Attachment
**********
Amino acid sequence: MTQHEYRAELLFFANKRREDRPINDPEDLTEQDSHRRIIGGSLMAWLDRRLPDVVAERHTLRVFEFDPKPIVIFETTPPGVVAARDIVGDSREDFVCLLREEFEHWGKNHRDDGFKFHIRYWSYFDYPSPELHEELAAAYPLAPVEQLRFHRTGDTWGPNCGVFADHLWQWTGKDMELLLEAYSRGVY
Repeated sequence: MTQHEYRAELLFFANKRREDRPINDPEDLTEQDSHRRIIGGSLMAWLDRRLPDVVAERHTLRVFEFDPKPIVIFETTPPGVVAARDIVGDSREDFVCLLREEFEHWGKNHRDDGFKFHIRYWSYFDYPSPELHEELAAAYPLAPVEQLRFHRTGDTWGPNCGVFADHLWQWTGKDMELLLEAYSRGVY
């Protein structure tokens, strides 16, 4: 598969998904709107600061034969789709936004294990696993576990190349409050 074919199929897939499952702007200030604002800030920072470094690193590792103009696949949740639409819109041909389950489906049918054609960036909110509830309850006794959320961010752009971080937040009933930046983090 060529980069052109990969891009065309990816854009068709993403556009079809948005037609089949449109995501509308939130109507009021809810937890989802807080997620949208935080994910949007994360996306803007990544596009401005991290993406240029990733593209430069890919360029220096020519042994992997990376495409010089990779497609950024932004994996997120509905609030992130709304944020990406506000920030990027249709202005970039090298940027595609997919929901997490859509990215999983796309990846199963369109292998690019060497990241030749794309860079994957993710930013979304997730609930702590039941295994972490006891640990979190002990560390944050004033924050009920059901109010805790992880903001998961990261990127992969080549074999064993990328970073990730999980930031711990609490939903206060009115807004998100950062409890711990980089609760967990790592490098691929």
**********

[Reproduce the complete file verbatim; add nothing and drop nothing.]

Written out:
Amino acid sequence: MTQHEYRAELLFFANKRREDRPINDPEDLTEQDSHRRIIGGSLMAWLDRRLPDVVAERHTLRVFEFDPKPIVIFETTPPGVVAARDIVGDSREDFVCLLREEFEHWGKNHRDDGFKFHIRYWSYFDYPSPELHEELAAAYPLAPVEQLRFHRTGDTWGPNCGVFADHLWQWTGKDMELLLEAYSRGVY
Repeated sequence: MTQHEYRAELLFFANKRREDRPINDPEDLTEQDSHRRIIGGSLMAWLDRRLPDVVAERHTLRVFEFDPKPIVIFETTPPGVVAARDIVGDSREDFVCLLREEFEHWGKNHRDDGFKFHIRYWSYFDYPSPELHEELAAAYPLAPVEQLRFHRTGDTWGPNCGVFADHLWQWTGKDMELLLEAYSRGVY
């Protein structure tokens, strides 16, 4: 598969998904709107600061034969789709936004294990696993576990190349409050 074919199929897939499952702007200030604002800030920072470094690193590792103009696949949740639409819109041909389950489906049918054609960036909110509830309850006794959320961010752009971080937040009933930046983090 060529980069052109990969891009065309990816854009068709993403556009079809948005037609089949449109995501509308939130109507009021809810937890989802807080997620949208935080994910949007994360996306803007990544596009401005991290993406240029990733593209430069890919360029220096020519042994992997990376495409010089990779497609950024932004994996997120509905609030992130709304944020990406506000920030990027249709202005970039090298940027595609997919929901997490859509990215999983796309990846199963369109292998690019060497990241030749794309860079994957993710930013979304997730609930702590039941295994972490006891640990979190002990560390944050004033924050009920059901109010805790992880903001998961990261990127992969080549074999064993990328970073990730999980930031711990609490939903206060009115807004998100950062409890711990980089609760967990790592490098691929």